Nathan Smith is an assistant professor of economics at Fresno Pacific University. He did his Ph.D. in economics from George Mason University and has also worked for the World Bank. Smith proposed Don’t Restrict Immigration, Tax It, one of the more comprehensive keyhole solution proposals to address concerns surrounding open borders.

See also:

Page about Nathan Smith on Open Borders
All blog posts by Nathan Smith

4 thoughts on “Open borders and religious freedom”

  1. I thought open borders enthusiasts usually pooh-poohed the idea of hordes of unwashed immigrants significantly altering the political landscape of the host country? There is room for nuance here, which you have nodded to (“founder effects will be less important here, since …). But to the casual observer (or the ornery restrictionist), this will look like openbordersists trying to have their cake and eat it too. This is just an idle thought, not a criticism; I’m always in favor of nuance.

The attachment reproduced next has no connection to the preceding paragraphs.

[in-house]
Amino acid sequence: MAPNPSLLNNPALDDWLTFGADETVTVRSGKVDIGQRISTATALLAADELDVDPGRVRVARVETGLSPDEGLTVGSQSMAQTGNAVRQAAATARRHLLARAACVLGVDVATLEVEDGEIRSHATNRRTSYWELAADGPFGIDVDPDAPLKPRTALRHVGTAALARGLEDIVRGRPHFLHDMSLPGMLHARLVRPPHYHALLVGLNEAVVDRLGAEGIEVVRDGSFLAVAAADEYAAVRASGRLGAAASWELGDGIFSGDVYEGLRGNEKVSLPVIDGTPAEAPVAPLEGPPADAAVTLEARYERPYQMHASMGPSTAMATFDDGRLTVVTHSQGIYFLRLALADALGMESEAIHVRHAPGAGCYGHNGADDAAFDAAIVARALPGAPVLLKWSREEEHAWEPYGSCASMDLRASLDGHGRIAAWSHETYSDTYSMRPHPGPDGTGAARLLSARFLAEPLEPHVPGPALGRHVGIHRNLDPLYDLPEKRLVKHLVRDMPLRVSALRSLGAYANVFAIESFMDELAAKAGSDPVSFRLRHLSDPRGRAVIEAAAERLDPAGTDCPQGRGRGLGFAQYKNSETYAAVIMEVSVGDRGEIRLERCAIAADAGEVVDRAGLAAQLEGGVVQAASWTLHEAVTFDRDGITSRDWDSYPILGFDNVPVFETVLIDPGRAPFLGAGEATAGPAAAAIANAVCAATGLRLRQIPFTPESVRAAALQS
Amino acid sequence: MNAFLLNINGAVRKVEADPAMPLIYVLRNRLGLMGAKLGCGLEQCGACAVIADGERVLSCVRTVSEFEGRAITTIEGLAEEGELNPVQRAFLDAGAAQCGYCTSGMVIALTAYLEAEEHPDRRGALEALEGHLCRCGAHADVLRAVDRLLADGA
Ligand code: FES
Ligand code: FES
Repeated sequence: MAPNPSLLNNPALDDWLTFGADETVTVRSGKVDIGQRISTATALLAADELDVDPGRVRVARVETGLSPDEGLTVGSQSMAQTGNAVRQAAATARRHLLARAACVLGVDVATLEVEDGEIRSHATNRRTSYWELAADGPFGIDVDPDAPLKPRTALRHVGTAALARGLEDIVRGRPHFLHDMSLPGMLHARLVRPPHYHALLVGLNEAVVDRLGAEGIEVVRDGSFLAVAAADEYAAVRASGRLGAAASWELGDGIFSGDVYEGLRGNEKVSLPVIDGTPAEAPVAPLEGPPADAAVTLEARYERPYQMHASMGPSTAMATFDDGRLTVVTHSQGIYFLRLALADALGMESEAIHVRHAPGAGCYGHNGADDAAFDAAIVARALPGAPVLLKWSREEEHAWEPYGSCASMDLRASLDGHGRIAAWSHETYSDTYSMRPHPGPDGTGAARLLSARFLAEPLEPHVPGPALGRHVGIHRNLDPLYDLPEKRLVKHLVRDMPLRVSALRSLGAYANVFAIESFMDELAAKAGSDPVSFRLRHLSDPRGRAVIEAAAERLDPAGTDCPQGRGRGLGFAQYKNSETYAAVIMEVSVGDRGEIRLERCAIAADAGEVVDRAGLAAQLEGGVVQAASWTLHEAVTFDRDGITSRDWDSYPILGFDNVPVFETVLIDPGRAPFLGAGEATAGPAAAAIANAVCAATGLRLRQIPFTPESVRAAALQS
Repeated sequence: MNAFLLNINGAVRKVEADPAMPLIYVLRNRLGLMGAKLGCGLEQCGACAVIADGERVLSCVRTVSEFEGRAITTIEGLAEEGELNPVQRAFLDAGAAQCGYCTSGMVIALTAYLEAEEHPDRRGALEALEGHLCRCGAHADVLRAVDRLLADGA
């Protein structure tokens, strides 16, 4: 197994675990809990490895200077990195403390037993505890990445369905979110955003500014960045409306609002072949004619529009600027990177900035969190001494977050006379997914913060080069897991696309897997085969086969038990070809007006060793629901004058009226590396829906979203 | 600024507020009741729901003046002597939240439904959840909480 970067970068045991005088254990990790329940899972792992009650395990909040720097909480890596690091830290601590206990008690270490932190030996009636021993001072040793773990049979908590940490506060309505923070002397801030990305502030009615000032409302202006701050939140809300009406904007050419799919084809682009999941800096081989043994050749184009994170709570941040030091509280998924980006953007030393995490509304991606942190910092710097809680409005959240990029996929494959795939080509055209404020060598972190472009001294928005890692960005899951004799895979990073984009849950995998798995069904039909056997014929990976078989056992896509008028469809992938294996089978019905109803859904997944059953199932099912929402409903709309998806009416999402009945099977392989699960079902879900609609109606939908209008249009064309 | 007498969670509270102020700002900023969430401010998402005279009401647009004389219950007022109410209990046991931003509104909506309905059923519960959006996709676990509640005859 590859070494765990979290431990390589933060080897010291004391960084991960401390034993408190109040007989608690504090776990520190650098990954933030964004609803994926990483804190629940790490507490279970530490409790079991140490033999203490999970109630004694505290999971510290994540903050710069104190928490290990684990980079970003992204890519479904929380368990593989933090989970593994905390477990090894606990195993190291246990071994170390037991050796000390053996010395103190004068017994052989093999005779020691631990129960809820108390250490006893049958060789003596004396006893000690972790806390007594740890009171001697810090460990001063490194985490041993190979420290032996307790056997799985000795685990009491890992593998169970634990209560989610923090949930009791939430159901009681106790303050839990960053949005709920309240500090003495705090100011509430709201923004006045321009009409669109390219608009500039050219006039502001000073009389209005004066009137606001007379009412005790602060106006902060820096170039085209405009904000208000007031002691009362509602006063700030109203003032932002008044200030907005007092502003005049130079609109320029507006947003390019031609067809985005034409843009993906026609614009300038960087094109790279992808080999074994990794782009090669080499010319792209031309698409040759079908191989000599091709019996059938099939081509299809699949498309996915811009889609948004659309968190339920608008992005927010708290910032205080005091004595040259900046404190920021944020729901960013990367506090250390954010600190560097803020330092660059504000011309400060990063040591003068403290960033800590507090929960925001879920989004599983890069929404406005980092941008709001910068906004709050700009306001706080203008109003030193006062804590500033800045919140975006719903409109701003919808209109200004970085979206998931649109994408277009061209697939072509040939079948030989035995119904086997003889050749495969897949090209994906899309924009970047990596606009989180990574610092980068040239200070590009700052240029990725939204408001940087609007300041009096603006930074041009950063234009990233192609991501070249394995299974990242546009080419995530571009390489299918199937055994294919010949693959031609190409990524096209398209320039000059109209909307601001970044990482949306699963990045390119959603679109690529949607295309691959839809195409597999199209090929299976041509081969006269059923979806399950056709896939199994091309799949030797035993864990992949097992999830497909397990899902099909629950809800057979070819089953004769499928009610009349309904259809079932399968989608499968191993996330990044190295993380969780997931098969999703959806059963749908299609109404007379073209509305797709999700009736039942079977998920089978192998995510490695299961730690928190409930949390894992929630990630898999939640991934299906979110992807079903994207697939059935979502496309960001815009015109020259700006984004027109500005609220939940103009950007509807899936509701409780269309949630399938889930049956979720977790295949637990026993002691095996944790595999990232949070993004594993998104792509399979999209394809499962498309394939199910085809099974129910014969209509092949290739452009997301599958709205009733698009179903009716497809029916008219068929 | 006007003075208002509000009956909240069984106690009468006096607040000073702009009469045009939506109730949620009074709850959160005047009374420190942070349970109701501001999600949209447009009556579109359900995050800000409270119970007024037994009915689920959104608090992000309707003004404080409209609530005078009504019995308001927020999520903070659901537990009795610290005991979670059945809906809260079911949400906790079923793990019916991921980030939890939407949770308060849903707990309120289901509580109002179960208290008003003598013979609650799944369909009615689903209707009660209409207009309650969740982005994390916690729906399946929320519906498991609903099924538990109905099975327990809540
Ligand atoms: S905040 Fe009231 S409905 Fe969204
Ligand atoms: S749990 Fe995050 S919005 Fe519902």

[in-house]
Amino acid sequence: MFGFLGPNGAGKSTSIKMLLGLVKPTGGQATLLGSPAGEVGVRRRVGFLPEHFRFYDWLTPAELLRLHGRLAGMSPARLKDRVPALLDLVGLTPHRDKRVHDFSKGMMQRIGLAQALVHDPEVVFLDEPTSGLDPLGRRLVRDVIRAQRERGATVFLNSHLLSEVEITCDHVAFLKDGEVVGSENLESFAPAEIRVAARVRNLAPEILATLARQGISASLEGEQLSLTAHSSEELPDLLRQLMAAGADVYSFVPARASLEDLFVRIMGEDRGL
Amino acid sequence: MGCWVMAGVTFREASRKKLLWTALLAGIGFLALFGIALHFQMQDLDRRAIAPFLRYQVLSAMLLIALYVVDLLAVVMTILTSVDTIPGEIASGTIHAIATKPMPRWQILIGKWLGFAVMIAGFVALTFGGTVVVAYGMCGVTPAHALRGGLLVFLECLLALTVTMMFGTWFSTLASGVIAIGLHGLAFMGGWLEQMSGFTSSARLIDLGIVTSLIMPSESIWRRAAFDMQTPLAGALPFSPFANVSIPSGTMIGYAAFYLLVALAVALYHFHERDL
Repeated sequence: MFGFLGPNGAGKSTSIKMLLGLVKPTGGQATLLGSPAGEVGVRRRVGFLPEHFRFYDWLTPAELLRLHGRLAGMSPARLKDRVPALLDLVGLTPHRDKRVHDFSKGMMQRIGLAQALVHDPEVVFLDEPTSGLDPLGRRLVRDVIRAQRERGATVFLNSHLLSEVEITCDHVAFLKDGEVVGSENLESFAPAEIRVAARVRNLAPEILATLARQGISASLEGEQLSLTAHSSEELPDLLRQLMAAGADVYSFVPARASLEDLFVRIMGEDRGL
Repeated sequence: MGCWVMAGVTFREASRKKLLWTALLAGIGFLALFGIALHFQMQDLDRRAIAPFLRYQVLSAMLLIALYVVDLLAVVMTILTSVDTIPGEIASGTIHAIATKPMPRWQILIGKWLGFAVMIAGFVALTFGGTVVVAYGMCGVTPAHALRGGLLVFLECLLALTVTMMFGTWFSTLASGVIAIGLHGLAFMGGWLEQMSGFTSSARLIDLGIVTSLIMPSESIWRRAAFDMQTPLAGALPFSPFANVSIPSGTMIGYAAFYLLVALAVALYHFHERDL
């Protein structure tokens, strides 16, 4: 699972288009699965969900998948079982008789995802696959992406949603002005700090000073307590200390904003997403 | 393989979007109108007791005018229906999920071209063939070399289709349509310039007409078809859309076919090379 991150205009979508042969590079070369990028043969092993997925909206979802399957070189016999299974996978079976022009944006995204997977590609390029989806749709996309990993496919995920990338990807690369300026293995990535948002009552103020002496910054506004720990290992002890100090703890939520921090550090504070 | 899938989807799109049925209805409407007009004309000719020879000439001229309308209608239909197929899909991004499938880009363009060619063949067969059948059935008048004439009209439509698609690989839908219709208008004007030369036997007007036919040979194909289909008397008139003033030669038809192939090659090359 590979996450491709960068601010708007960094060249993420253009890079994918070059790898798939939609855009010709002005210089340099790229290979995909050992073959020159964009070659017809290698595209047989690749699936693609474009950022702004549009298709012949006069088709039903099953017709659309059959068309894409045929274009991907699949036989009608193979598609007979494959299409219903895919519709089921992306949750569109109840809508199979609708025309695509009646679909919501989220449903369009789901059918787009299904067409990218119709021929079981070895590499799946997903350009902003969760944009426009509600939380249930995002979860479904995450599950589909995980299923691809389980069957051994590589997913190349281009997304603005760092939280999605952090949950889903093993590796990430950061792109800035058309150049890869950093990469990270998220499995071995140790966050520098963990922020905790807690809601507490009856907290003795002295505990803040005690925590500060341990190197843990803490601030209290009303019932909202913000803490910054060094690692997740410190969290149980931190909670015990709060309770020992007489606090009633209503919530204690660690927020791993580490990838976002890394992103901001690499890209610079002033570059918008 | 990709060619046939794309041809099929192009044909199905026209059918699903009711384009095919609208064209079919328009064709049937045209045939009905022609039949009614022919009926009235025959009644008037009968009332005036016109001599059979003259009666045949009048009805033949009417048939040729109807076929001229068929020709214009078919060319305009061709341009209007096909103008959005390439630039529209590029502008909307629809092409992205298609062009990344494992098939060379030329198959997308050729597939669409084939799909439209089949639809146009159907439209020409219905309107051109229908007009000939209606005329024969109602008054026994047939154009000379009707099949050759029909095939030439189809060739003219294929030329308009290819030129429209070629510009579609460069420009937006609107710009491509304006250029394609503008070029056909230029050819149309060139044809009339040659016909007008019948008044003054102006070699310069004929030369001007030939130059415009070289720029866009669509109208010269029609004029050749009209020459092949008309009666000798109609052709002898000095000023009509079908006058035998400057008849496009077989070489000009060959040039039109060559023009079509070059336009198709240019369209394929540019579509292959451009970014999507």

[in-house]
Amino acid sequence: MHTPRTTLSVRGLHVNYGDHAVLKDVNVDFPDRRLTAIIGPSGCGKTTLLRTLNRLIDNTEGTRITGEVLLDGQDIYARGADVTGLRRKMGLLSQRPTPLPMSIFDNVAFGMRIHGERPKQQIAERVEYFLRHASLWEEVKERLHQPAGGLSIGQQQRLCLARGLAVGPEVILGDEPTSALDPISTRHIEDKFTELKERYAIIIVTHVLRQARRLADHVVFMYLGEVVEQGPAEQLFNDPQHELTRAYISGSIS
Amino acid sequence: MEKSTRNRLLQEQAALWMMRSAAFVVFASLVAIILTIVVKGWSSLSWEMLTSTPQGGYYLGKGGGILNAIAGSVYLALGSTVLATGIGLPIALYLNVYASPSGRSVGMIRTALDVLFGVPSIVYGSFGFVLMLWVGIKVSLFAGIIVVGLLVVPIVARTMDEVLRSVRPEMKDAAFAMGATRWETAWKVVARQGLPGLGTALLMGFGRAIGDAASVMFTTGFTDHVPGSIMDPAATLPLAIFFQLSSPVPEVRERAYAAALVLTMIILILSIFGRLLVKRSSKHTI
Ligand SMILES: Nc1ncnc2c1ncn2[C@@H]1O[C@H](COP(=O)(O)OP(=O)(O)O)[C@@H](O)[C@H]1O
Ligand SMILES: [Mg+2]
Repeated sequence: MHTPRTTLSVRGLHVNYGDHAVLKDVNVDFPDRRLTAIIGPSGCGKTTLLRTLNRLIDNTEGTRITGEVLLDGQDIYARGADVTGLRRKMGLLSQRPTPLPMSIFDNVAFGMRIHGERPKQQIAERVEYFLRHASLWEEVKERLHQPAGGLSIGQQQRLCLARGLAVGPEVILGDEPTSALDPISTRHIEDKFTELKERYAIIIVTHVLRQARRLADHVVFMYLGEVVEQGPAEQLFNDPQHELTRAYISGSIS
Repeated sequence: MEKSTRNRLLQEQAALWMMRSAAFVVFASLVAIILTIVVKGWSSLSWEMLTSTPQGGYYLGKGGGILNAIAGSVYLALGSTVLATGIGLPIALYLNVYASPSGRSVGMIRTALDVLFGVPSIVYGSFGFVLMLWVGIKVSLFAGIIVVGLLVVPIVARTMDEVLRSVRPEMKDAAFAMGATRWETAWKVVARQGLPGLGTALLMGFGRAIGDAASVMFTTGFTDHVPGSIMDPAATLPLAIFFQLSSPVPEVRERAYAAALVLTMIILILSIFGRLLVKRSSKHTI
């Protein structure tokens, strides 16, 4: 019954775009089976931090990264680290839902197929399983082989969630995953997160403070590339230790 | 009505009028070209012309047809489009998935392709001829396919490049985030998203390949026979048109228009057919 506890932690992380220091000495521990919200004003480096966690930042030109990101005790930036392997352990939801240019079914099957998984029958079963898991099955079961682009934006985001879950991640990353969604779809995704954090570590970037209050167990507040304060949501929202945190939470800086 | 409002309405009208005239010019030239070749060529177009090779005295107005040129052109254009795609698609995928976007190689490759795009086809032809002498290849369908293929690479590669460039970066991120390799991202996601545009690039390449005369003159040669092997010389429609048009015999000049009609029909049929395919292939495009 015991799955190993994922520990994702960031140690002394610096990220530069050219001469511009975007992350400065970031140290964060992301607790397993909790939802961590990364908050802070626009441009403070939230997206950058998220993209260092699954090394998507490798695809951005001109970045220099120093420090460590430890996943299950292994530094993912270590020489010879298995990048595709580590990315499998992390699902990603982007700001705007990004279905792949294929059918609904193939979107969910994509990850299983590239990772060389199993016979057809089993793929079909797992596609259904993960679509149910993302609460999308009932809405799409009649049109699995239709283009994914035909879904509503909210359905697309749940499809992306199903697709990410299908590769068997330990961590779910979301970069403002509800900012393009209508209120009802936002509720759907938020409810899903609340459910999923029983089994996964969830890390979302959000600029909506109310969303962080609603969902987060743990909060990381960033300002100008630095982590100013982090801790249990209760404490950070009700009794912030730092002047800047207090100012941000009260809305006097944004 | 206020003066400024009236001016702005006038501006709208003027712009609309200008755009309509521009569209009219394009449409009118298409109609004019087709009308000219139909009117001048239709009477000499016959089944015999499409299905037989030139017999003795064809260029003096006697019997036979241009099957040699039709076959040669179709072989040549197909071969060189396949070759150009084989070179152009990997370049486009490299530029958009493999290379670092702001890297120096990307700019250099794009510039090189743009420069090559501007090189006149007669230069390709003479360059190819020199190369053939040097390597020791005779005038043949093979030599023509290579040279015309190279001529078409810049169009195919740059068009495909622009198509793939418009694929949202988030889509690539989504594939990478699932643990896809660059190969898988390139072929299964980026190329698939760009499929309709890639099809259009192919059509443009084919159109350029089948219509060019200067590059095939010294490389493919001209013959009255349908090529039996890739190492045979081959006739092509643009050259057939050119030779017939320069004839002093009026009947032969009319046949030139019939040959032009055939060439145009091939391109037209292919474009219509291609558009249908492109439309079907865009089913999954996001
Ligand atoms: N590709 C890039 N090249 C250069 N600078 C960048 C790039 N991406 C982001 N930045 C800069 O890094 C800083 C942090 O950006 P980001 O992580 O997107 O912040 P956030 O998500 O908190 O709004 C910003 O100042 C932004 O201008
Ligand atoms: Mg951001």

2. As someone who is in a same-sex relationship and with my boyfriend now able to marry me and move to the United States where he was previously unable to, the question of legal recognition of same sex marriages is not an unimportant question to me, and I want to address it.

    First, there is no expectation that churches, synagogues or mosques would be obligated by the government to permit weddings in their venues to which they object. They don’t have to do so now, and they will not have to do so in the future. Currently, catholic churches do not recognize divorce as valid. People who have divorced are free to marry under the law, but they can’t do it under the auspices (or the roof) of a catholic church. I am not a fan of Canadian hate speech codes (I wrote a piece about it here: )